Religious Practice and Family Stability

Couples with higher levels of religiosity tend to enjoy greater marital satisfaction, fidelity, and stability with less likelihood of domestic violence. They also tend to have a higher quality of relationship with their children.

  • Marital Commitment. Couples who are more religious tend to exhibit greater marital commitment than couples who are less religious. Among a cohort of 172 newlywed couples, those who reported being more religious (measured by church attendance, importance of religious beliefs in day-to-day life, seeking spiritual comfort during difficulties, and generally being a religious person) tended to report higher levels of commitment to their spouses than peers who reported being less religious.1
  • Domestic Violence. On average, there is less likelihood of domestic violence among couples who attend church regularly than among those who do not, especially among couples whose partners have similar religious beliefs and practices. Compared with individuals who attended religious services only once a year or less, those who attended church regularly (at least once a week) were less likely to commit an act of violence against their partners. Regular attendance at religious services reduced the odds of perpetrating domestic violence by half for women and for men.2
  • Marital Satisfaction. Marital satisfaction is related to participation in religious holiday rituals. Husbands and wives who participate in religious holiday rituals tend to report higher levels of marital satisfaction than peers who do not. Husbands’ marital satisfaction was associated with the meaning of the religious rituals and wives’ marital satisfaction was associated with the practice of those rituals.3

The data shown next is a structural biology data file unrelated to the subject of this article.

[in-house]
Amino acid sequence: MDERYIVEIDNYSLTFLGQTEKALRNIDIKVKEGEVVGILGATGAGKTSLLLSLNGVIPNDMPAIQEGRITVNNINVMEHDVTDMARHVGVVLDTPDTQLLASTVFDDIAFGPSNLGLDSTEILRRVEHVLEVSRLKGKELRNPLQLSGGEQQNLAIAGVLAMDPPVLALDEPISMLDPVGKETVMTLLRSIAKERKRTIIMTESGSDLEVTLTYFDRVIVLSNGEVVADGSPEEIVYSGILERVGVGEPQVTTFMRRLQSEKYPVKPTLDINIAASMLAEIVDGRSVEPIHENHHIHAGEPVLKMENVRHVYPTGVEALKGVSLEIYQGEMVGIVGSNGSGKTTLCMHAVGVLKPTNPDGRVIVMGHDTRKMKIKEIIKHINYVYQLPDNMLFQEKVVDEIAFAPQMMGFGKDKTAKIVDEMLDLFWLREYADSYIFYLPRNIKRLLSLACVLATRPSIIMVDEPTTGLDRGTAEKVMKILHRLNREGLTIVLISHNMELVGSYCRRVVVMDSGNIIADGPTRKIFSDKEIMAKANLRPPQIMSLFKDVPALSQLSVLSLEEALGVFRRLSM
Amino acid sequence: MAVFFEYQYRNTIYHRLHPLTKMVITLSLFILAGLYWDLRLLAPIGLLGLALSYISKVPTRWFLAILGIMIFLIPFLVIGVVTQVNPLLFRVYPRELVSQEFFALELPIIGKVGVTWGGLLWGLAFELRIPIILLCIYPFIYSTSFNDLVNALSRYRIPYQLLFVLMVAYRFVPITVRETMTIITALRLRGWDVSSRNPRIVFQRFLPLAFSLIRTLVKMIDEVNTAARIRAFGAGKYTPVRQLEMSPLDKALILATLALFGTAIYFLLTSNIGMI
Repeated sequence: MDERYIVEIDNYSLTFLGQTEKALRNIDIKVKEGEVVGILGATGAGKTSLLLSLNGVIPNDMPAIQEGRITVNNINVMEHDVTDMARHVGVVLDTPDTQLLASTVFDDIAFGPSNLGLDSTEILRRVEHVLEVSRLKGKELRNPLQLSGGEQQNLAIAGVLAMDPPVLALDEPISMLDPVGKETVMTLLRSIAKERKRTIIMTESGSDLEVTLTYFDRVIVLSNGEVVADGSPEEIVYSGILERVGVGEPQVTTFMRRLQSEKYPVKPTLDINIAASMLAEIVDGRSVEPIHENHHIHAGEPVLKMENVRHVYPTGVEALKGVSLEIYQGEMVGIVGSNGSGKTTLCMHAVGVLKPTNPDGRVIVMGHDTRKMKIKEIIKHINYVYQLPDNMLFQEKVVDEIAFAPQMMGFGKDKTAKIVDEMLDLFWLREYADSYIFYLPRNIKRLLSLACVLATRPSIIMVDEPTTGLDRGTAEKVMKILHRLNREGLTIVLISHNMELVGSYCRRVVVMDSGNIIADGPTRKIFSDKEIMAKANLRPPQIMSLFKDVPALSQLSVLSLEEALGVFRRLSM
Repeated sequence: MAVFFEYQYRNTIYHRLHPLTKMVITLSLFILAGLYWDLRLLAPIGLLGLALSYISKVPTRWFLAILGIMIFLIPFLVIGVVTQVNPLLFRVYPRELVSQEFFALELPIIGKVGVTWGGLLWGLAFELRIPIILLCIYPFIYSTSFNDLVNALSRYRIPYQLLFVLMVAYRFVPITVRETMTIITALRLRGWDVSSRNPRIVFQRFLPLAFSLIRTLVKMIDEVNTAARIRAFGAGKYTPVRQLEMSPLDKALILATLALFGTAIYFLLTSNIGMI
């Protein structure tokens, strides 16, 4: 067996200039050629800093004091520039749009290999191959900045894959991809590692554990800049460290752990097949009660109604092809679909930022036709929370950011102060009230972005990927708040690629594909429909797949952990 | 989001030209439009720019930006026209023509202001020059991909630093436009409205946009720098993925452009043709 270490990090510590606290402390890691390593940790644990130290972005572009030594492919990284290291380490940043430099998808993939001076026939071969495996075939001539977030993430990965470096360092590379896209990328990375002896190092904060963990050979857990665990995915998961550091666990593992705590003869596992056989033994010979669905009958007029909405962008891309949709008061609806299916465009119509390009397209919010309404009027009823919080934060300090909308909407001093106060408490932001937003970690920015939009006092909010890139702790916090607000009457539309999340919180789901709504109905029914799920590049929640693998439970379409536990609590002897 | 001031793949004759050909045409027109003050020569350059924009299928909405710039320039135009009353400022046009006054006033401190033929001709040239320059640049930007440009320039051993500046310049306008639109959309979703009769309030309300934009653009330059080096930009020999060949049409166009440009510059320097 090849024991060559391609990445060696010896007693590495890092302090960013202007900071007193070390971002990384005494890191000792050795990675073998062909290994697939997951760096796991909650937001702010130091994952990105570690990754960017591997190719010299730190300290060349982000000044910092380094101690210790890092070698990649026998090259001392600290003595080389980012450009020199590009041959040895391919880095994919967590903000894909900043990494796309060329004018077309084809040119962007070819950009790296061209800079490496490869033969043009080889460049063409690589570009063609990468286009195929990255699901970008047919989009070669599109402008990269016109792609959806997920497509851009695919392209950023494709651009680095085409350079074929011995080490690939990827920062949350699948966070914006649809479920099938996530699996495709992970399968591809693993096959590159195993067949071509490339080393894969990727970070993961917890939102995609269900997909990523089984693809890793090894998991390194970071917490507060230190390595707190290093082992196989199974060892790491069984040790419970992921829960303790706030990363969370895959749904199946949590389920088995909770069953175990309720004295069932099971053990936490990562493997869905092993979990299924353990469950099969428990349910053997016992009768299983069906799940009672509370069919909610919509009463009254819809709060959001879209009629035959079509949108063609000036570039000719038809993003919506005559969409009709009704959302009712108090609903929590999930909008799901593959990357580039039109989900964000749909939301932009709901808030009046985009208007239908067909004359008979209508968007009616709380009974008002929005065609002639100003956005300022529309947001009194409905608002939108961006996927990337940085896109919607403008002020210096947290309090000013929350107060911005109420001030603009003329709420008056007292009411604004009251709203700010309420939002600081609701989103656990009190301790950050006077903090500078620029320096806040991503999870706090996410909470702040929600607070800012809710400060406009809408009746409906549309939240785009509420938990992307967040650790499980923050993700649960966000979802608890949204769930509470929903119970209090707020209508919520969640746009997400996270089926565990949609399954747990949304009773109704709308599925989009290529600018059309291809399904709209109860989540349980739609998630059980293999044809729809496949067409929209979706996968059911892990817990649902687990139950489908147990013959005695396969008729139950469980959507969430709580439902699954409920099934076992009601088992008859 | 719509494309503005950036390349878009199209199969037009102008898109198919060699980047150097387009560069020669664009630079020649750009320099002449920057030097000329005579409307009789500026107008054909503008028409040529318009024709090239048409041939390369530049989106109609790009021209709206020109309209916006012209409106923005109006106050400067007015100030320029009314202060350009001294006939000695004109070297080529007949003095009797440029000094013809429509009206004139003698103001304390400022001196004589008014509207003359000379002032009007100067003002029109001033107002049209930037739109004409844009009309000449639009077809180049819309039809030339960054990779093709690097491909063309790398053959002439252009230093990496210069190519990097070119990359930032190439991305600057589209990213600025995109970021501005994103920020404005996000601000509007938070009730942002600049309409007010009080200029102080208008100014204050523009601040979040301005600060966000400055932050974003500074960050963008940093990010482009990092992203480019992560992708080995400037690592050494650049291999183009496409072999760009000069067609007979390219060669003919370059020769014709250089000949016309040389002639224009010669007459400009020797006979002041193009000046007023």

• Marital Fidelity. Frequency of church attendance is related to marital fidelity. Married individuals who attended religious services often were less likely to be unfaithful to their spouses than peers who attended less frequently.4
  • Community Religiosity. The presence of communities of worship in an area is associated with the incidence of divorce. Controlling for other selected factors associated with the likelihood of divorce, counties with higher concentrations of various religious denominations had a lower incidence of divorce.5
  • Paternal Relationship. Adolescents’ religiosity was related to their relationships with their fathers. Adolescents who said that religion was important in their lives tended to indicate better quality relationships with their fathers than peers who did not consider religion as being important.6
  • Maternal Relationship. The importance of religion to mothers is related to their relationships with their children. According to mothers’ reports, regardless of the frequency of their church attendance, those who considered religion to be very important in their lives tended to report a higher quality of relationship with their children than those who did not consider religion to be important.7